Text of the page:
Boy George is a perfect example of why we don’t test kittens for FeLV. He was rescued from the Riverside shelter and adopted out to a nice family last September at about three months of age. The family took him to the veterinarian who tested him for FeLV and his test came back positive. The nice family promptly returned him to his former foster. He was tested again a few weeks later, again with the Eliza test, again with a positive result.
Since we know kittens can often test positive with the Eliza test done at most veterinarian offices, we waited until he was six months old and had him tested with the IFA test, which came back negative. Although most FeLV positive cats can live a normal life for several years, most people would have had the kitten euthanized after the first test, let alone a second positive. There are special considerations to keeping an FeLV positive cat, but in this case, the kitten was not infected. Once we knew he was healthy, we began looking for a new home for him.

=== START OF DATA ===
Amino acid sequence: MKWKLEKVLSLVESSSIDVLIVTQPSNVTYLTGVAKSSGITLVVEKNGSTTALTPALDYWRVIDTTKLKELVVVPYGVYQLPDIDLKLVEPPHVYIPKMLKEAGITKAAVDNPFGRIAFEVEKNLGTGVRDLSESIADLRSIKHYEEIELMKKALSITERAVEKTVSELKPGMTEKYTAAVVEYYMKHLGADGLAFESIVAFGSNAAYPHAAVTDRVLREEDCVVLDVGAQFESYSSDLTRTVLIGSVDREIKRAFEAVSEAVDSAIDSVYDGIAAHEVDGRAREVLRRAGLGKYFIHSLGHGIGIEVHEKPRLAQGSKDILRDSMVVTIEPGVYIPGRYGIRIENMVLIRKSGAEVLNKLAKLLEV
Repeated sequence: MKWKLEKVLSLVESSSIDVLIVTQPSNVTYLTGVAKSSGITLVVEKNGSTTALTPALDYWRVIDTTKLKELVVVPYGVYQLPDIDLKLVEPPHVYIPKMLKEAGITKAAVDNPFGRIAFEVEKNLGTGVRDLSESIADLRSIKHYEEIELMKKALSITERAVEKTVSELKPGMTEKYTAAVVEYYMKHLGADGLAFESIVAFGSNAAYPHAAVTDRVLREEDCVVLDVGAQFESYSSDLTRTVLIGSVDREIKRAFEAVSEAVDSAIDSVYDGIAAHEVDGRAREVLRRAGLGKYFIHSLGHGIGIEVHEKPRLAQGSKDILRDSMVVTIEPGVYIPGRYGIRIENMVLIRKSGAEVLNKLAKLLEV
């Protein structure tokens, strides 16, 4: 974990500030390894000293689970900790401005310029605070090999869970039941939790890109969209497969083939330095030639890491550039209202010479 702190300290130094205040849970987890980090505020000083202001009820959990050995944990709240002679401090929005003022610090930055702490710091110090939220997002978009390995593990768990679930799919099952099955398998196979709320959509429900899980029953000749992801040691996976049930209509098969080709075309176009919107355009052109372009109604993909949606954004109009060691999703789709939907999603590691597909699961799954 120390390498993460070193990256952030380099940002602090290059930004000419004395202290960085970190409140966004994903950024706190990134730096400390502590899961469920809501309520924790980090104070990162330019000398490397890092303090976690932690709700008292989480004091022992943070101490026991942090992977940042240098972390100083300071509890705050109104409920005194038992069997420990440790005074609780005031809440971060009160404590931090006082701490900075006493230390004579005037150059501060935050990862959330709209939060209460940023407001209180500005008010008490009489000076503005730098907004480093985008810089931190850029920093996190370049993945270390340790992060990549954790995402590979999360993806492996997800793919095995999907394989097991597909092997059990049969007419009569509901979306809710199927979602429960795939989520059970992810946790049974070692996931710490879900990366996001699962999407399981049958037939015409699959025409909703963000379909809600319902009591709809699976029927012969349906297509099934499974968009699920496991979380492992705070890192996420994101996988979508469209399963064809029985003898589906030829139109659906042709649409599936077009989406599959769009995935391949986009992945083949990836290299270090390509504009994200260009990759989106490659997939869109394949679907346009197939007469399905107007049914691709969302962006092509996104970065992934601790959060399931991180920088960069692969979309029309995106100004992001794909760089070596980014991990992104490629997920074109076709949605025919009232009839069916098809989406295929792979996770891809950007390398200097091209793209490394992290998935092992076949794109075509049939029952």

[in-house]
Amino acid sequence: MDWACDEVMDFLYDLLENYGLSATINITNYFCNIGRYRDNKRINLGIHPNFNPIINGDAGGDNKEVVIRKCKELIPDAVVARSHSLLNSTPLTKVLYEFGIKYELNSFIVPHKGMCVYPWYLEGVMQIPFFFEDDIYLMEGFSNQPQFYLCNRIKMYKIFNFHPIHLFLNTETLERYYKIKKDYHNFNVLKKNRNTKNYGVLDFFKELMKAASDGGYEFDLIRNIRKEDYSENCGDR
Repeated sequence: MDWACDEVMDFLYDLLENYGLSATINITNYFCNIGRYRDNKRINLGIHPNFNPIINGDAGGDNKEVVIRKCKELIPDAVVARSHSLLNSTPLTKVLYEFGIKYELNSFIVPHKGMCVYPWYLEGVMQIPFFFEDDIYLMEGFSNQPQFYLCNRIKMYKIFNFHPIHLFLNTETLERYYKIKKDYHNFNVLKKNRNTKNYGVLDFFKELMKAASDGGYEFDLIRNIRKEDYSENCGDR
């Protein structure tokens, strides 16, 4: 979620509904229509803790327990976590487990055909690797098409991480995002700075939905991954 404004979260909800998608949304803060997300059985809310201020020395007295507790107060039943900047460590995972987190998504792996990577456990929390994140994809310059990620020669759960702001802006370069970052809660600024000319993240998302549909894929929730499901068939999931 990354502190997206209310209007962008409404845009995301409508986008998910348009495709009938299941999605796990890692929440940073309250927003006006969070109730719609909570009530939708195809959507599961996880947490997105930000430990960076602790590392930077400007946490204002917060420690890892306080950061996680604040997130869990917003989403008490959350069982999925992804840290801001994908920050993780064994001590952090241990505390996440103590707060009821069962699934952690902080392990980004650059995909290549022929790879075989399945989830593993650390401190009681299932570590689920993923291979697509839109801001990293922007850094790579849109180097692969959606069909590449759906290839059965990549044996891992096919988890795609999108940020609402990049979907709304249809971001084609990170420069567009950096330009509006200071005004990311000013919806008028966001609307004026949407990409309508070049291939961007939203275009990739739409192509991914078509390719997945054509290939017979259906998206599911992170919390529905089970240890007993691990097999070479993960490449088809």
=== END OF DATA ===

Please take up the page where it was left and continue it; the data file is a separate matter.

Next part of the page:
When she saw Boy George’s ad on craigslist, Deb B. called to find out about meeting him. Her son, who has cancer, wanted a cat. Arrangements were made for Deb and her son to meet Boy George at his foster’s home. They all immediately fell in love and we gifted Boy George to the family. So Boy George, the kitty who almost wasn’t, made a special wish come true.